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The Event that Wiped out Dinosaurs Also Nearly Did in the Mammals

New estimates suggest a measly seven percent of mammals survived the extinction

Co-author in the new study, Nick Longrich from the Milner Centre for Evolution at Bath University, poses with some mammal specimens. (Anthony Prothero, University of Bath)
smithsonian.com

About 65 million years ago the Cretaceous era came to a dramatic end when a huge asteroid slammed into the Earth and likely jump started the mass extinction that wiped out the dinosaurs. In the wake of such devastation, plucky mammals in their underground burrows survived and eventually rose to the prominence they enjoy today. 

At least, that's the narrative scientists constructed after decades of research. But a new study, published in the Journal of Evolutionary Biology, shows that the passing of the crown from non-avian dinosaurs to mammals wasn't a sure thing. Mammals narrowly escaped their own wholesale extinction by the skin of their teeth.

"The extinction was a lot more severe than we previously thought and the recovery was more rapid," Nick Longrich, paleontologist at the University of Bath and a co-author of the new research, tells Smithsonian.com.

During his years of studying fossils, Longrich noticed that specimen after specimen was yet another long-extinct species that once crawled, skittered or scuttled across the surface of Ancient Earth. In short, there were a lot more dead ends on the tree of life than he expected.

So Longrich and his colleagues set out to quantify how the mammals fared during the end-Cretaceous extinction. They looked at the fossil record from a few million years just before and after the asteroid impact and counted as many species as they could. Most fossils from that time period—so all the fossils they studied—hail from North America because the ancient conditions there were just right to preserve dead creatures, and much of that rock now conveniently sits near the surface.

The study documents over 8,000 specimens from 23 locations across 145 species. From that lot, the researchers only found 7 percent that survived the extinction. "The picture is more dire than we thought," Longrich says. The researchers also note that the victims of the mass extinction were species that occupied small ranges. Common, widespread species were more likely to survive.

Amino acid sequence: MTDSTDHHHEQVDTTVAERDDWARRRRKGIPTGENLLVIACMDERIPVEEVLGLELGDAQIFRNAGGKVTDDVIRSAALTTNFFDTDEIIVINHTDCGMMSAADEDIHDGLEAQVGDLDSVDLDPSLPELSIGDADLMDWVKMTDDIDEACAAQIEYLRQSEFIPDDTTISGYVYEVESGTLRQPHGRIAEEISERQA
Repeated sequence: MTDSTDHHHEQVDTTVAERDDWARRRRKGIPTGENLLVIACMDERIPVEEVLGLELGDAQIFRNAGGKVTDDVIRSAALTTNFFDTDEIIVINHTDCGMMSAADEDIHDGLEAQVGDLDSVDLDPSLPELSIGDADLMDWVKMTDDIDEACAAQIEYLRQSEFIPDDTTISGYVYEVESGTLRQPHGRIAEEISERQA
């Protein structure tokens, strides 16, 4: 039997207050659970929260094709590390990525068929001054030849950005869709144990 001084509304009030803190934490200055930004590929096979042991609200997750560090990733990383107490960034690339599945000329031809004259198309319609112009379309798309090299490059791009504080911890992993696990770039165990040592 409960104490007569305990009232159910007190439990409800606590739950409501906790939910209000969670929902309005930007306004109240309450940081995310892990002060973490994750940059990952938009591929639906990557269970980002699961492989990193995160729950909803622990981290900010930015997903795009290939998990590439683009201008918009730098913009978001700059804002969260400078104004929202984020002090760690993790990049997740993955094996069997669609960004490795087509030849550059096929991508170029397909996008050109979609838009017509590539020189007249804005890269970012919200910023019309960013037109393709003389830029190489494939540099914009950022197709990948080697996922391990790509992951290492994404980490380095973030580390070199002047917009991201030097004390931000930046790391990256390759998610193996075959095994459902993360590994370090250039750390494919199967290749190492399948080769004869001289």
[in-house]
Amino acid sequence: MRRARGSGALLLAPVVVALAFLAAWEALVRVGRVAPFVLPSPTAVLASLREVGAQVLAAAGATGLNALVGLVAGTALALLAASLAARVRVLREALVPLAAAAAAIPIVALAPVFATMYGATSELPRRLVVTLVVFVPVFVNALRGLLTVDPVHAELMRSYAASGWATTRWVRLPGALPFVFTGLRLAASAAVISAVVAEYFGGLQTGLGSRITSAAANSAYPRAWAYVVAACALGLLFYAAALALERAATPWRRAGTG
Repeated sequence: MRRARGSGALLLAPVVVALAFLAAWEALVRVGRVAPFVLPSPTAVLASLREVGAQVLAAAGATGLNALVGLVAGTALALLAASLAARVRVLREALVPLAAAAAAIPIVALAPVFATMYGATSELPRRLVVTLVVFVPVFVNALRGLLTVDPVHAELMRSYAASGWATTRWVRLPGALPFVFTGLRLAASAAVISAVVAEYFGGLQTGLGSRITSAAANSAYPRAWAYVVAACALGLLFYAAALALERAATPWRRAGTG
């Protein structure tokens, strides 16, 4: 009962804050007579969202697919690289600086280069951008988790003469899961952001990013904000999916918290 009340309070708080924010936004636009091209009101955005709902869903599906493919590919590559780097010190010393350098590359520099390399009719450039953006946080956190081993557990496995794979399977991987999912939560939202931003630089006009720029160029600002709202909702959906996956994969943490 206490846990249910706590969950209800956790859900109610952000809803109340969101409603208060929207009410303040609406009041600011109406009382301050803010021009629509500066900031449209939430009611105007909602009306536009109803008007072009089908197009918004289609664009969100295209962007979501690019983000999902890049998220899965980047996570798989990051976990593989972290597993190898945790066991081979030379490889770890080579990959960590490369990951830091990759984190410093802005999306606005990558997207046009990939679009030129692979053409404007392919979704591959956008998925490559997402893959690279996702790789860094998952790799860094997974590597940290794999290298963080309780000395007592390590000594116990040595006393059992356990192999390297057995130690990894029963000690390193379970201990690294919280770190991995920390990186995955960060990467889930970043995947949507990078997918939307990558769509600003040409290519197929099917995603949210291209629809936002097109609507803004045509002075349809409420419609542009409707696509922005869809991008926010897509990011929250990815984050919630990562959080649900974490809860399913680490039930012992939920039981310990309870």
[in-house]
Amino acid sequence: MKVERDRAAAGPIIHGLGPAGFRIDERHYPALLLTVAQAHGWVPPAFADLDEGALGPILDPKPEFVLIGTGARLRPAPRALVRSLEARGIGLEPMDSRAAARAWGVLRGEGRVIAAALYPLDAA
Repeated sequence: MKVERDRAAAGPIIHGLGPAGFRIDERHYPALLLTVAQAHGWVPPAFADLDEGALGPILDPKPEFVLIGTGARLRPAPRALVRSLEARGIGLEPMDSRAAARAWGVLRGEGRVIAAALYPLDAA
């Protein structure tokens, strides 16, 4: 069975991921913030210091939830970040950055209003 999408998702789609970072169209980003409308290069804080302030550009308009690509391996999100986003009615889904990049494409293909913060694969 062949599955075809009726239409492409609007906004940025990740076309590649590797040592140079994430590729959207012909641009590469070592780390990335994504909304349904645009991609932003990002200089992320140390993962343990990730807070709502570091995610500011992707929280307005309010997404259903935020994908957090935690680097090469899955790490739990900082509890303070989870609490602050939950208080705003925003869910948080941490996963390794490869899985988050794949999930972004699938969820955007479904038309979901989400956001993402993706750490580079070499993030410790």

Previous estimates have determined that about 75 percent of mammal species were killed off in the end-Cretaceous extinction, leaving nearly a quarter to populate the newly dinosaur-less world. That interpretation, however, falls apart under closer inspection of the fossil record.

"Extinction wipes out rare things and the common things tend to survive," explains Longrich. That means that the fossil record is peppered with specimens of species that survived and only lightly seasoned with a few members of rarer species that may have succumbed to extinction. To account for all these rare, sparely distributed species, scientists must examine a massive number of samples. A more cursory look at the fossil record could result in an overestimate of mammal survival.

Though the situation may seem dire—"the glass is 93 percent empty," says Longrich—the new findings also show that mammals were very resilient. Within 300,000 years after the mass extinction, just a blink of an eye in evolutionary time, mammal diversity around the world exploded.

"The mammals quickly started specializing, getting large and doing interesting things," Longrich says. The rapid recovery after extinction included an explosion in species diversity that rivals the rapidly diversifying of Galapagos finches or cichild fish in African lakes—two common examples of fast splintering species.

The results of the study also suggest that mammals were somehow uniquely posed for success, Longrich explains. This astounding recovery occurred in all the continents of the world despite the fact that water separated these landmasses at the time. In essence, each continent was a separate experiment and all came up with the same results: mammal domination. Lizards, turtles and crocodiles didn't make such a quick recovery. 

So why did mammals thrive? "It might have been the warm blood, intelligence or maybe because they had more complex teeth," Longrich says. More study is needed to say precisely what gave them the advantage—it could have been a number of things.

Even so, these most recent results suggest that other mass extinction events may deserve a closer look. Just as the history books are written by the victors, the fossil record is dominated by survivors. But in both fields, recognizing the bias helps provide a clearer picture of the history of life on Earth.

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